On the same day that Cohn fired off the complaint about Auletta, Murdoch served as an honorary chairman of a testimonial dinner in honor of Cohn sponsored by the B’nai B’rith Banking and Finance Lodge and the Banking and Finance Division of State of Israel Bonds. President Reagan sent a congratulatory telegram to Cohn.

Propaganda Campaign

Despite Cohn’s complaints about the alleged slights to Murdoch, the Australian media magnate appears to have pitched in to help the Casey-Raymond outreach program for Reagan’s Central American policies. Documents released during the Iran-Contra scandal in 1987 and later from the Reagan library indicate that Murdoch was soon viewed as a source for the private funding.

On May 20, 1983, the longtime CIA propagandist Raymond, from his perch inside the NSC, wrote that $400,000 had been raised from private donors brought to the White House situation room by USIA Director Wick, with the funds divided among several organizations including the right-wing Accuracy in Media and the neoconservative Freedom House (which later denied receiving White House money, though it made little sense that Raymond would lie in an internal memo).

As the White House continued to cultivate its ties to Murdoch, Reagan held a second Oval Office meeting with Murdoch — on July 7, 1983 — who was accompanied by Charles Douglas-Home, the editor of Murdoch’s flagship UK newspaper, the London Times.

In an Aug. 9, 1983 memo summing up the results of a Casey-organized meeting with five leading ad executives regarding how to “sell” Reagan’s aggressive policies in Central America, Raymond referred to Murdoch as if he were one of the benefactors helping out. In a memo to Clark, entitled “Private Sector Support for Central American Program,” Raymond criticized a more traditional White House outreach program headed by Faith Whittlesey as “preaching to the converted.”

Raymond told Clark that the new project would involve a more comprehensive approach aimed at persuading a majority of Americans to back Reagan’s Central American policies. “We must move out into the middle sector of the American public and draw them into the ‘support’ column,” Raymond wrote. “A second package of proposals deal with means to market the issue, largely considering steps utilizing public relations specialists or similar professionals to help transmit the message.”

To improve the project’s chances for success, Raymond wrote, “we recommended funding via Freedom House or some other structure that has credibility in the political center. Wick, via Murdoch, may be able to draw down added funds for this effort.”

Raymond included similar information in a separate memo to Wick in which Raymond noted that “via Murdock [sic] may be able to draw down added funds” to support the initiative. (Raymond later told me that he was referring to Rupert Murdoch.)

In a March 7, 1984 memo about the “‘Private Funders’ Project,” Raymond referred to Murdoch again in discussing a request for money from longtime CIA-connected journalist Brian Crozier, who was “looking for private sector funding to work on the question of ‘anti-Americanism’ overseas.”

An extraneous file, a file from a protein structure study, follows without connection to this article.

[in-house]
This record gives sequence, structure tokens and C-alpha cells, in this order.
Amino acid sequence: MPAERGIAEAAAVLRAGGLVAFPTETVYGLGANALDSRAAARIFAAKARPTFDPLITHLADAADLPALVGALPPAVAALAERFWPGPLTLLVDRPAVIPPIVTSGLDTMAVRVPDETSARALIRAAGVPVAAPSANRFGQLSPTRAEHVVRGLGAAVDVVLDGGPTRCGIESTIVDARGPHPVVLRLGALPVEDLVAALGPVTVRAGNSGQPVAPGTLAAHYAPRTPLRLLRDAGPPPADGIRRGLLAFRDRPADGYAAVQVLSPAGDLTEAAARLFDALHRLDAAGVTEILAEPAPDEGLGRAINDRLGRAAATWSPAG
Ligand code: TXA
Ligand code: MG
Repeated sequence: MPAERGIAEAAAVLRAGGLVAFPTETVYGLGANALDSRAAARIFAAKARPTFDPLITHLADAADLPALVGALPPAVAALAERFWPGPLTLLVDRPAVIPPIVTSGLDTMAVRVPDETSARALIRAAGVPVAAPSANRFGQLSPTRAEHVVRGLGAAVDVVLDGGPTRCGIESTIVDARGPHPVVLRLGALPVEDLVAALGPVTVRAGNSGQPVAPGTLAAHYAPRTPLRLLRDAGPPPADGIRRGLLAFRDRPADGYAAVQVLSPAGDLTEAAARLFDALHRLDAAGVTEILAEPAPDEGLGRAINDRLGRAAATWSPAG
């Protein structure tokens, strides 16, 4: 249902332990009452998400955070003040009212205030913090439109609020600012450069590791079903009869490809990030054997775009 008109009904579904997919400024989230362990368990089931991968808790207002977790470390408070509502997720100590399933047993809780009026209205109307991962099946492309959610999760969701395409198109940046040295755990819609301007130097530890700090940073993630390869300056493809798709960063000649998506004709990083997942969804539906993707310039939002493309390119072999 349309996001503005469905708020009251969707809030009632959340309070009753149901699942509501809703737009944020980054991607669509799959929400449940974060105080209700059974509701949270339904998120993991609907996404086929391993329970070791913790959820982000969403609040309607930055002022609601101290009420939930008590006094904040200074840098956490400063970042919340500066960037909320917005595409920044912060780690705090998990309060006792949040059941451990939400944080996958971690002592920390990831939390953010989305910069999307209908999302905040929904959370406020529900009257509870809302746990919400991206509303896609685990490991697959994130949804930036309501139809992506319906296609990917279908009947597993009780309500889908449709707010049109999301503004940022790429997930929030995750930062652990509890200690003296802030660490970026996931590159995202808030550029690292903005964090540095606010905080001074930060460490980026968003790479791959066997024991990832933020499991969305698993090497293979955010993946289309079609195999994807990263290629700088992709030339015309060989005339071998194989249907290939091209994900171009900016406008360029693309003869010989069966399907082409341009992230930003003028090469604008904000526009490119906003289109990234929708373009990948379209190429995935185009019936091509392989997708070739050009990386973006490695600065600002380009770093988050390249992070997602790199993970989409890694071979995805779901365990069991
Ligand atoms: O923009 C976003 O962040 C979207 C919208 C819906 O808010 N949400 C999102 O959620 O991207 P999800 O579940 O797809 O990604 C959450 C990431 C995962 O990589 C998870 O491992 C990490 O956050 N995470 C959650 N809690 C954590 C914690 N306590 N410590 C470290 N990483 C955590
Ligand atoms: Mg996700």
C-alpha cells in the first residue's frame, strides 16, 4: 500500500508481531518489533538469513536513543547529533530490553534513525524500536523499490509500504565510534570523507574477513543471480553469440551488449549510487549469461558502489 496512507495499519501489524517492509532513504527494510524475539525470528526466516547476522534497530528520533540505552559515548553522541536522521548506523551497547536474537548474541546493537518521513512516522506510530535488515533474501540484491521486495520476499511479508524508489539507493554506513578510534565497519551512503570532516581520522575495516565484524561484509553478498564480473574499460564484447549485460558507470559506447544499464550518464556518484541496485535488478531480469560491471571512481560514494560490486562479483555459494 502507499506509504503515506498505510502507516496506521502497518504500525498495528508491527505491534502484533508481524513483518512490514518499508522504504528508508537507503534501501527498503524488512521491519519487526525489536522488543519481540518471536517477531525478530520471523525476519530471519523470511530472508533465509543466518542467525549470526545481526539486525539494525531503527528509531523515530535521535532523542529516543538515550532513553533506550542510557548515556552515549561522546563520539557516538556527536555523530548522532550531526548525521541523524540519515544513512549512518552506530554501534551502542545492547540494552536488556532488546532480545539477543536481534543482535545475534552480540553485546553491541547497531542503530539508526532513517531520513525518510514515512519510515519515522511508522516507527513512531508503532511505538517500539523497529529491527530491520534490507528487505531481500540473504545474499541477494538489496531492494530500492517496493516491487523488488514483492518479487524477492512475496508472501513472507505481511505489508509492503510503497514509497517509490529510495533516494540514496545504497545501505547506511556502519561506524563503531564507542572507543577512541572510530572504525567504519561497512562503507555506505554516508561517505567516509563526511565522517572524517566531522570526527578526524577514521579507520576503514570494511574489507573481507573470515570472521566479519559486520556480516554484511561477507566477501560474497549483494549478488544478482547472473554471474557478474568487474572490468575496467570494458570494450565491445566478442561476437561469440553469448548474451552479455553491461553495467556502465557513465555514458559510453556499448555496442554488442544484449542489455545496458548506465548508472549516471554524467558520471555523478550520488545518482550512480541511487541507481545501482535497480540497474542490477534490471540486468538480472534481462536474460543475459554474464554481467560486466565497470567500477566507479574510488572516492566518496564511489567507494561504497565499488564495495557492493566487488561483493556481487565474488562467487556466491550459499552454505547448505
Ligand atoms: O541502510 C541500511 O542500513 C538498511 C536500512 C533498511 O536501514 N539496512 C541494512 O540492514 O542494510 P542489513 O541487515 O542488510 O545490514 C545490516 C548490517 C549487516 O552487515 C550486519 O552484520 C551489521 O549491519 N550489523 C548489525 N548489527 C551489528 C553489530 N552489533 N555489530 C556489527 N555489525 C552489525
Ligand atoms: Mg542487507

Raymond wrote: “I am pursuaded [sic] it is a significant long term problem. It is also the kind of thing that Ruppert [sic] and Jimmy might respond positively to. Please look over the stack [of papers from Crozier] and lets [sic] discuss if and when there might be further discussion with our friends.”

Crozier, who died in 2012, had a long history of operating in the shadowy world of CIA propaganda. He was director of Forum World Features, which was set up in 1966 by the Congress for Cultural Freedom, which received covert funding from the CIA. Crozier also acknowledged in his memoir keeping some of his best stories for the CIA.

At least one other document related to Murdoch’s work with USIA Director Wick remains classified, according to the National Archives. Murdoch’s News Corp. has not responded to several requests for comment about the Reagan-era documents.

According to the new documents released by the Reagan library, Reagan and Cohn continued to exchange mutual praise, sometimes in handwritten messages. On March 28, 1985, Cohn sent Reagan a handwritten letter thanking the President for contributing a video tribute in support of Cohn’s receipt of the Americanism Award from the Young Republicans.

“I count many blessings, but none more meaningful than the privilege of living through the Ronald Reagan era which represents everything I have loved since I joined the Justice Department at age 19 our great country, and the opportunity it offers for the election of a man of your greatness to lead it.”

In his own hand, Reagan drafted the reply, writing: “I know I’m sending a thank you in answer to a thank you but in this case it’s to express to you appreciation for your generous words. You were more than kind.”